The 1969 OAU Convention Governing the Specific Aspects of Refugee Problems in Africa (the OAU Convention) is a regional accord and offers the broadest protections to refugees; as such, it is a likely convention to expand those protections to ‘climate refugees.’ Binding on all member states of the OAU, article 1 of the OAU Convention defines refugee exactly as refugee is defined in the 1951 Convention, requiring a “well-found fear…”[22] etc., but goes on to state that:

[R]efugee’ shall also apply to every person who, owing to external aggression, occupation, foreign domination or events seriously disturbing public order in either part or the whole of his country of origin or nationality, is compelled to leave his place of habitual residence in order to seek refuge in another place outside his country of origin or nationality.[23]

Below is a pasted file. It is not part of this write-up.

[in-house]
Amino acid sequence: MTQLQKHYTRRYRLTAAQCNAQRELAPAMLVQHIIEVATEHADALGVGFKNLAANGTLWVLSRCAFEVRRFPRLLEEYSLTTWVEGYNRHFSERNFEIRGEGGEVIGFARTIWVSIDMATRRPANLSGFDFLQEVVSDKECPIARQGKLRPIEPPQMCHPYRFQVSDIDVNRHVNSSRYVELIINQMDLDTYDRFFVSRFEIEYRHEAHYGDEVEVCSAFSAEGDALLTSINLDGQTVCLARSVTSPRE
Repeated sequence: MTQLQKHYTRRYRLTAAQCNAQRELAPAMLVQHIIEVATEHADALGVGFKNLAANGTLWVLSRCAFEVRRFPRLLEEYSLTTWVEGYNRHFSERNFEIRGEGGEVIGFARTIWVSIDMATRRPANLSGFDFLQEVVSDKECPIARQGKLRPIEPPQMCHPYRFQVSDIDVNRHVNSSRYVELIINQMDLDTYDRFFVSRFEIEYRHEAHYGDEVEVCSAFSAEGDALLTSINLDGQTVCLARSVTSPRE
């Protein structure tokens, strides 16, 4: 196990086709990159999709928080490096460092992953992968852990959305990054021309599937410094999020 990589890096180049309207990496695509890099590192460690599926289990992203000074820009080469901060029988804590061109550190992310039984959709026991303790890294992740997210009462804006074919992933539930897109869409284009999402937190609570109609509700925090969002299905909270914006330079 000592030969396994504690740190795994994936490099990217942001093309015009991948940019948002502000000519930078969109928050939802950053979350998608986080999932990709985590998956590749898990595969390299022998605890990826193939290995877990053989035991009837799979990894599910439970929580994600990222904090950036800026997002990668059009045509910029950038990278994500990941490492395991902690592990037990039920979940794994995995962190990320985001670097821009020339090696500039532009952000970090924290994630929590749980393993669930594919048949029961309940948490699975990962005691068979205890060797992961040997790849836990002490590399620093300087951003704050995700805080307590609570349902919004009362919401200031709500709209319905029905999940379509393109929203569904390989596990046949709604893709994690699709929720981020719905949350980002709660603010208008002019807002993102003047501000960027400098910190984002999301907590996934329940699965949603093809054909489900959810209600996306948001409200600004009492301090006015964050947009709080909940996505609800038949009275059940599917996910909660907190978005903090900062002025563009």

As extreme weather events and other effects of climate change intensify, climate change is going to cause more and more events ‘seriously disturbing public order,’ particularly in coastal states and small island developing states (SIDS) where urban centers and entire nations face extreme compound effects of climate change, such as the compound effects of sea level rise, more intense tropical cyclones, and storm surges collectively exacerbating problems like coastal inundation.[24] While it seems promising for climate displacement, the definition fails to consider the status of “climate refugee” directly, and, more importantly, it fails to set out the states’ obligations to refugees when providing asylum but leaves it up to the whims of each country’s legislature.[25] Being only regionally binding, lacking proper recognition of “climate refugee” status, and failing to define States’ responsibilities to refugees, the OAU Convention lacks the global protections and status climate displaced persons so desperately need.